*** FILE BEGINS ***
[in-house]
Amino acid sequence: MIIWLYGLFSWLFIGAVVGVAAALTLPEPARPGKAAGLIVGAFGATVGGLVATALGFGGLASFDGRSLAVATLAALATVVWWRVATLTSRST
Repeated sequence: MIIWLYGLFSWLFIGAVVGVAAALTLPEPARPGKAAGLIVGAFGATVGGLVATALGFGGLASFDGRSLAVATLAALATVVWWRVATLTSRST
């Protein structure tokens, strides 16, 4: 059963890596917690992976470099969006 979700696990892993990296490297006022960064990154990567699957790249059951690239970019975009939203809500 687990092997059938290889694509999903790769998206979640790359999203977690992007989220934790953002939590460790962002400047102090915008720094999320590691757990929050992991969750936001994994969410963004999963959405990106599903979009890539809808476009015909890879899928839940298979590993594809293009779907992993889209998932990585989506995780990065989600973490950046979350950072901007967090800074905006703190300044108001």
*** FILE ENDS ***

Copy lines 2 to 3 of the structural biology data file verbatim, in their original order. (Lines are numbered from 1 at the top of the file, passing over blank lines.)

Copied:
Amino acid sequence: MIIWLYGLFSWLFIGAVVGVAAALTLPEPARPGKAAGLIVGAFGATVGGLVATALGFGGLASFDGRSLAVATLAALATVVWWRVATLTSRST
Repeated sequence: MIIWLYGLFSWLFIGAVVGVAAALTLPEPARPGKAAGLIVGAFGATVGGLVATALGFGGLASFDGRSLAVATLAALATVVWWRVATLTSRST